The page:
Stanford University biochemist Paul Berg, a university trustee and a strong Baltimore supporter, who attended part of the presentation, confirmed that faculty members at the meeting expressed three main concerns: "One, the continuing ball-in-play on the Cell paper, and all of the negative publicity and the uncertainty about when it would end. That came through clearly. The second was whether Baltimore was so severely wounded that he would be incapable of recruiting new faculty to Rockefeller. The third thing was whether all of the hubbub of the Cell controversy, and the public aspects of it, would also poison his ability to raise money."

Yet 5 weeks later, in his 25 November interview, Baltimore, though conceding that "there was significant discontent" expressed at the meeting, sought to downplay the meeting's significance. It was merely one of "an ongoing series" of sessions the board was having with the faculty, he told Science. In spite of the discontent, he said, the board had decided that "overall, the university is moving in the right direction." Furthermore, Baltimore questioned whether the faculty group Wiesel had assembled was truly representative of the Rockefeller faculty (as did some members of the board).

Rather than bowing to his faculty opponents, Baltimore launched his own counterattack, arguing to the board that he had strong support among Rockefeller's junior faculty. Board chairman Furlaud confirms that Baltimore "encouraged" untenured junior faculty to contact trustees and express their support for his presidency. Following the 17 October meeting, pro-Baltimore junior faculty members took their own polls and held meetings in hopes of mobilizing support for their leader. The effort culminated on 21 November, when three junior faculty representatives met with the board's executive committee. Science repeatedly attempted to speak with the three junior faculty members who met with the board as well as those involved in organizing meetings of support, and all either refused to discuss the matter or failed to return repeated telephone calls.

Baltimore's tactics succeeded briefly. Faculty members learned on 22 November that the board, in a decision that appeared to dismiss the discontent expressed at the 17 October meeting, would continue to support Baltimore. But the strategy had an unintended negative consequence: Many of the senior faculty were disturbed by Baltimore's strategy of playing junior faculty against senior faculty. "That was the final blow," said a well placed senior faculty member. "It polarized the faculty. We were upset that such pressure had been put on untenured junior faculty."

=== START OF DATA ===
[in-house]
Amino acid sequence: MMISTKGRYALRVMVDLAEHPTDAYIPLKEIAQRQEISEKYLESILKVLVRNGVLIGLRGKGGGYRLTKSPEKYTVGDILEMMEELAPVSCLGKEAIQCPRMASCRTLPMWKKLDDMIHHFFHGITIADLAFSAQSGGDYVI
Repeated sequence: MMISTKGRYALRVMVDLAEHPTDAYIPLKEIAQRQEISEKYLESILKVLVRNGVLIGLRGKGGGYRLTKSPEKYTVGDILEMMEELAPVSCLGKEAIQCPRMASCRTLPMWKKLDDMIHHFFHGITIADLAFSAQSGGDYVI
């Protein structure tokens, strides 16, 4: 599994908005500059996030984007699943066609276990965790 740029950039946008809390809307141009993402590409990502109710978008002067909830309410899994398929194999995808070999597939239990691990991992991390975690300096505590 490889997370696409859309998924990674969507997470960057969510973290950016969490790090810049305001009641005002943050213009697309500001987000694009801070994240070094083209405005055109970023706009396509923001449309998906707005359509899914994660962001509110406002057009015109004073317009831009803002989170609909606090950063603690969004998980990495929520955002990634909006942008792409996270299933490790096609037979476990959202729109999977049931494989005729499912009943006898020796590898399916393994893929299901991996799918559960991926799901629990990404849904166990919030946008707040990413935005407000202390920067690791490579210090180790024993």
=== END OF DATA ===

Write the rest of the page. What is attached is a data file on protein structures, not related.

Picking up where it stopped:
While the faculty was "fractionating," in the words of a senior faculty member, the board refused to budge. As late as 25 November, board chairman Furlaud reaffirmed to Science the trustees' unconditional support for Baltimore. The following day, in one-to-one meetings with about a dozen senior faculty members, Furlaud reportedly indicated that the board would not alter its support of Baltimore. According to one professor who met with Furlaud, the chairman said the board was "unanimously" behind Baltimore.


It's not clear how much longer this standoff might have continued, but at one of the board-faculty meetings just before Thanksgiving came an event that may have tipped the scales: James E. Darnell Jr., vice president of academic affairs and a longtime member of the university faculty, told Furlaud he was thinking about resigning. "He said that Dr. Baltimore was losing some support among the faculty," Furlaud told Science, "and that's why he was thinking about resigning." Furlaud claims he did not know Darnell had in fact resigned until he saw Darnell's letter of resignation on the evening of 2 December; he said he believes Baltimore was unaware of Darnell's action when he himself decided to resign.

But Darnell's decision was common knowledge on the campus the day before Thanksgiving, and it clearly signaled the degree to which the controversy was splitting the campus. Darnell was someone special not only to the university but also to Baltimore. He had co-authored a molecular biology text with Baltimore and was known to be one of Baltimore's earliest and strongest advocates. Indeed, some Rockefeller insiders hypothesize that Darnell stepped down to put pressure on Baltimore and force him to resign before the university suffered further irreparable divisions over the issue. That theory could not be confirmed, since Darnell did not return repeated phone calls to discuss his resignation, which was accepted by the board of trustees along with Baltimore's on 3 December.

James Darnell [photo]

What lesson can be drawn from the story of David Baltimore's resignation? Asked what was the crucial element in the unfolding story, a former supporter on the Rockefeller faculty put it this way: "David refused to be contrite. He wouldn't admit that he made a mistake." A longtime friend and colleague of Baltimore's acknowledged the same flaw, but located the tragedy elsewhere. "I think it's tragic. I think it's a study in hypocrisy. We don't live in a Socratic society where people guilty of hubris get their eyes poked out. I don't understand what David did in his life that made everyone so mad at him." The former Baltimore supporter added: "It's so unnecessary. That's what so tragic. Of course, that's the essence of tragedy." - STEPHEN S. HALL

Stephen S. Hall is a free-lance writer based in New York.